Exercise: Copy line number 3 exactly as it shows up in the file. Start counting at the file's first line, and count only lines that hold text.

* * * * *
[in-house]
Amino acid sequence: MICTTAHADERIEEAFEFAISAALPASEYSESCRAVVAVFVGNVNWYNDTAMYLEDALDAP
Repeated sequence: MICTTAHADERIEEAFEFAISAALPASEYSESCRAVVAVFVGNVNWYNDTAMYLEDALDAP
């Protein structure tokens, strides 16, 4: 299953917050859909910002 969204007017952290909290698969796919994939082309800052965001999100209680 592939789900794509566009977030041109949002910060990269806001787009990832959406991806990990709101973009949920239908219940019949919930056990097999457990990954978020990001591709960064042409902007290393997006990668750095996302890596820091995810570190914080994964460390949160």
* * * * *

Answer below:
Repeated sequence: MICTTAHADERIEEAFEFAISAALPASEYSESCRAVVAVFVGNVNWYNDTAMYLEDALDAP